|Spring into Action|
|Thursday, 16 February 2012 12:30|
After years of false hope and delay, partners in the Crescent project are finally limbering up for a spring start on the £32m transformation.
Without any further setbacks, the first true spa hotel to open in the UK for more than 100 years could greet its first guests in the summer of 2014. Members of the public will also be able to ‘take the waters’ once again and there will be boutique shops in the front of the complex.
Contractors have been working in the Georgian building over recent weeks, carefully removing asbestos in readiness for the hoped-for start. If the document is signed, preparatory works including the diversion of the Buxton Water supply will go ahead.
Part of the colonnade behind the Crescent will be removed, allowing a temporary pipe bridge to be put in place to carry spring water from the source under the building to Buxton Water’s bottling plant. This will clear the way for excavations to provide a new plant and kitchen basement.
The preparatory phase will be followed by enabling works to allow the construction of the complex project to proceed. A revised planning application, drawn up after detailed geological investigations of the site, was approved by councillors at the end of last September.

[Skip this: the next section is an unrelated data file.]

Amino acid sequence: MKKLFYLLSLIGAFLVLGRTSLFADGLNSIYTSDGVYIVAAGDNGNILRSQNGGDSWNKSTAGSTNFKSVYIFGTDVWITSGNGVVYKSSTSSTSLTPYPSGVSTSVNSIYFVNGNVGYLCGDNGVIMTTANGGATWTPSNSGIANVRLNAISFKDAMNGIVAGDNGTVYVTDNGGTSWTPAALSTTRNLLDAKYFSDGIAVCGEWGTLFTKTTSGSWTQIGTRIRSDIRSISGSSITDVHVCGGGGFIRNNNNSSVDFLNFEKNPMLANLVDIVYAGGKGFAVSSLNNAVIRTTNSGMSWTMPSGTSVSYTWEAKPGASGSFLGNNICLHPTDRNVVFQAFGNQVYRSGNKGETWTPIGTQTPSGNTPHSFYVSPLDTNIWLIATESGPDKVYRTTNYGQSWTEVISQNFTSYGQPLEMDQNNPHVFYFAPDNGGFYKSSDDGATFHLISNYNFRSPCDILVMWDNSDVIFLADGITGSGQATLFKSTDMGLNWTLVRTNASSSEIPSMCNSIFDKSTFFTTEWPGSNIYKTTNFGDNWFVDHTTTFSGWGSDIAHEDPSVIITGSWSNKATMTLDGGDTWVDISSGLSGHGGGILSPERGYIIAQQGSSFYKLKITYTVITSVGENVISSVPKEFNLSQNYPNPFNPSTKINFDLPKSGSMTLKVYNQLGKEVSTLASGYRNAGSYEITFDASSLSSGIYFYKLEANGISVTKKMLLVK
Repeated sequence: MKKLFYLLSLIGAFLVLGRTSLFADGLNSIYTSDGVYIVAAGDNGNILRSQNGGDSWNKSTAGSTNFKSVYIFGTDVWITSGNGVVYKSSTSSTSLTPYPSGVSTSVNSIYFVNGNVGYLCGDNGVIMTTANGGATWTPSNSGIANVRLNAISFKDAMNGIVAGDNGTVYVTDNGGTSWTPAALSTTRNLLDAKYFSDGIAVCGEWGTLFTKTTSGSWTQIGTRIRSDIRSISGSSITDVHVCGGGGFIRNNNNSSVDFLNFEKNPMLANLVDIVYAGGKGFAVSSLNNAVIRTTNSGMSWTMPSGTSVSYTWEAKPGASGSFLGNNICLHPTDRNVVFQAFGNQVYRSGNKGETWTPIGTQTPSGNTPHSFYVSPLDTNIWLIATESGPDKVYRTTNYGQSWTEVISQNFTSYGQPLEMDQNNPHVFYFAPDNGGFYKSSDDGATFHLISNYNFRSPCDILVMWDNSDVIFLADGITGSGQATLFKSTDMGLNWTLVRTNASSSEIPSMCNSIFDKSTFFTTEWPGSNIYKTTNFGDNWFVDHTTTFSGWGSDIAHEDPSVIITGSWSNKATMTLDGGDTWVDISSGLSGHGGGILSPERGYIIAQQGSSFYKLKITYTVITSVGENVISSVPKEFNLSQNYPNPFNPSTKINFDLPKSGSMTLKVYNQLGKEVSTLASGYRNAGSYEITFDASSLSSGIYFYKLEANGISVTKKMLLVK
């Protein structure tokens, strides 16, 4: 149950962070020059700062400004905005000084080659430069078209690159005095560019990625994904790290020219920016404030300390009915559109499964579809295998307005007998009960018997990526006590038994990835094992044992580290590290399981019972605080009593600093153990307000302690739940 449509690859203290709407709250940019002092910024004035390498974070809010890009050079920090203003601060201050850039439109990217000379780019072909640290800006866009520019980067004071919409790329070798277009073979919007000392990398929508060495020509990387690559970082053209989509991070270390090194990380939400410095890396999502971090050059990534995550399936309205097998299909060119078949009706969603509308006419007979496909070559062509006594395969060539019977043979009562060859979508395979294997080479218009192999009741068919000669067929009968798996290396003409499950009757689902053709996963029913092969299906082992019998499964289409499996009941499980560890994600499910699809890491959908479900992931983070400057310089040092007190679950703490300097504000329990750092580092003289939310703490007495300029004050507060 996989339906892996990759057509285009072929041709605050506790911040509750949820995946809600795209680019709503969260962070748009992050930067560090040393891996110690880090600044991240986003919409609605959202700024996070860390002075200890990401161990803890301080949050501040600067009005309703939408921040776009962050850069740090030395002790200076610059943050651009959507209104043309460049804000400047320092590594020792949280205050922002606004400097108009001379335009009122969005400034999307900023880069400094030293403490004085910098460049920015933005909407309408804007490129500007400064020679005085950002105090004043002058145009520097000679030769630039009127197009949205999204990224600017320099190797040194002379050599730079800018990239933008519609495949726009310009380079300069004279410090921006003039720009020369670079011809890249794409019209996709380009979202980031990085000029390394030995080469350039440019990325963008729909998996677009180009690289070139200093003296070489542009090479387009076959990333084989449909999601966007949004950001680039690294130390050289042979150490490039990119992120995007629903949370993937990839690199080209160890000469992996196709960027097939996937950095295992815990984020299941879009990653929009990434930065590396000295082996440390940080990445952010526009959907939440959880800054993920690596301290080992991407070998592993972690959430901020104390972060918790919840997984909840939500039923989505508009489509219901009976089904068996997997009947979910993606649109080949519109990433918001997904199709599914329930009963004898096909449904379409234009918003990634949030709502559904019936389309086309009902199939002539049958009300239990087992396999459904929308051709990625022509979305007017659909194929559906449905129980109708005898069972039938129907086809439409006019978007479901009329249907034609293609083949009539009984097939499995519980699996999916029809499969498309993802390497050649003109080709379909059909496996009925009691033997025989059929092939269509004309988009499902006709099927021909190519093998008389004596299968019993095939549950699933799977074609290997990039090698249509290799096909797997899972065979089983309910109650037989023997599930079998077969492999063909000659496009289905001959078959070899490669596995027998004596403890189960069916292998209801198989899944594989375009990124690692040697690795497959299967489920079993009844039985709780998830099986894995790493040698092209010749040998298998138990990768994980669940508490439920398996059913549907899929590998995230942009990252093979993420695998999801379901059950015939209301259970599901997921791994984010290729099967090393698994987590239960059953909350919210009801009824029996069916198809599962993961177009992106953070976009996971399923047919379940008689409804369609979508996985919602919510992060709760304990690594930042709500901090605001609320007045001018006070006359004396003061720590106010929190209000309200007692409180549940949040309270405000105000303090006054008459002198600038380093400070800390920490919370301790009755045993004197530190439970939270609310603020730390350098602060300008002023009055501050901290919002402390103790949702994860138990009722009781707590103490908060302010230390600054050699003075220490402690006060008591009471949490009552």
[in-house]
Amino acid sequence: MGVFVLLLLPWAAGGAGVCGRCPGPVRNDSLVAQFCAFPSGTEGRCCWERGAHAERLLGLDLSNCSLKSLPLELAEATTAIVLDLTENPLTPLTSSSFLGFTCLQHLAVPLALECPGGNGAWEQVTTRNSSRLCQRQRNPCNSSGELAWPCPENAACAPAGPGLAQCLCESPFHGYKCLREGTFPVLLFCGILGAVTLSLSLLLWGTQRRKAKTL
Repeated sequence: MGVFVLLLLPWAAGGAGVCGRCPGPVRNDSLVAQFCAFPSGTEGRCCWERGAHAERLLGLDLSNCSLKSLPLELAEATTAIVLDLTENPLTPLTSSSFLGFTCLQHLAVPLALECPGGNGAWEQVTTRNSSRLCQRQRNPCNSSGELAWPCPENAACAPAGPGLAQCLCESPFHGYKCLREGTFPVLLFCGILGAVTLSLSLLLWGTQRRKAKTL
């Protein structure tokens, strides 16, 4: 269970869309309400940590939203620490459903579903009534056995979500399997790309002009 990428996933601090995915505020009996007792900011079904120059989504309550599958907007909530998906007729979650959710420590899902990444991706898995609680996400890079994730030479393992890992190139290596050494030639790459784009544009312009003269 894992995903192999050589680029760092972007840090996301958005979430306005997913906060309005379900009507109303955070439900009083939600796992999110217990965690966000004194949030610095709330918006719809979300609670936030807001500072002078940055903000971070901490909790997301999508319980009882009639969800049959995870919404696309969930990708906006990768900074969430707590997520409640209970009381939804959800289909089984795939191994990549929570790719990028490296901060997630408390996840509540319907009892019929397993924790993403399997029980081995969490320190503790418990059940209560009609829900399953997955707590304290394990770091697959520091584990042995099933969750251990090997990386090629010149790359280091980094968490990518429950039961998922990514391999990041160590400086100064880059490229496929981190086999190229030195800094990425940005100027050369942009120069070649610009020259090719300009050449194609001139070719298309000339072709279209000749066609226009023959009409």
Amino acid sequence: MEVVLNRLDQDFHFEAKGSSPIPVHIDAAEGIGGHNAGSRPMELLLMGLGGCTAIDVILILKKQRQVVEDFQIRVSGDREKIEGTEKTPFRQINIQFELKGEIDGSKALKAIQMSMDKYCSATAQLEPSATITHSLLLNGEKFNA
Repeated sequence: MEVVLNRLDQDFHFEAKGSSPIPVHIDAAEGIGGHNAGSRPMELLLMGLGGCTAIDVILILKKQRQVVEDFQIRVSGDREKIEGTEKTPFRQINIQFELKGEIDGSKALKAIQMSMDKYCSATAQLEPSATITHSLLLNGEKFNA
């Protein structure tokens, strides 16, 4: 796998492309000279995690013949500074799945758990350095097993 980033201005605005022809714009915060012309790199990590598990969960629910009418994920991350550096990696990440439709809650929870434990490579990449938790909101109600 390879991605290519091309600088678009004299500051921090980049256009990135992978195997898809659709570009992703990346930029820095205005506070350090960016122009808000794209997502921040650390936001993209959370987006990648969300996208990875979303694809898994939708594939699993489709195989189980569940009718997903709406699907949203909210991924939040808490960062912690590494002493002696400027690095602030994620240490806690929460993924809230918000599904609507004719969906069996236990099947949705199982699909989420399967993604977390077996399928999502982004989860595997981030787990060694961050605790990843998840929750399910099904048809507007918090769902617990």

However, the outstanding legal agreement is not the only pitfall to be overcome – a £5m funding gap remains to be filled. But the Buxton Crescent Hotel & Spa Company is pressing ahead with the project regardless, in expectation that the shortfall – left by the disbandment of the East Midlands Regional Development Agency – will be resolved in due course.
The Crescent is highlighted in English Heritage’s annual buildings at risk report as one of its top ten priorities. Nearly six years ago, the Heritage Lottery Fund awarded £12.5 million towards the project costs and there has since been a grant of £500,000 from English Heritage.
The Crescent, with its hotels, lodging houses and Assembly Rooms, was designed by John Carr of York and built in the late 1700s, to provide quality accommodation and a social heart to the town. It was the centrepiece of the 5th Duke of Devonshire’s bid to make Buxton a rival to Bath as the nation’s most important spa.
The Crescent Hotel closed a century ago and was used as a geriatric annexe to the Devonshire Royal Hospital, and later as council offices and a public library until 1992 when it closed due to structural defects. In recent years, the building has fallen increasingly into disrepair.
Story contributed by Pure Buxton Magazine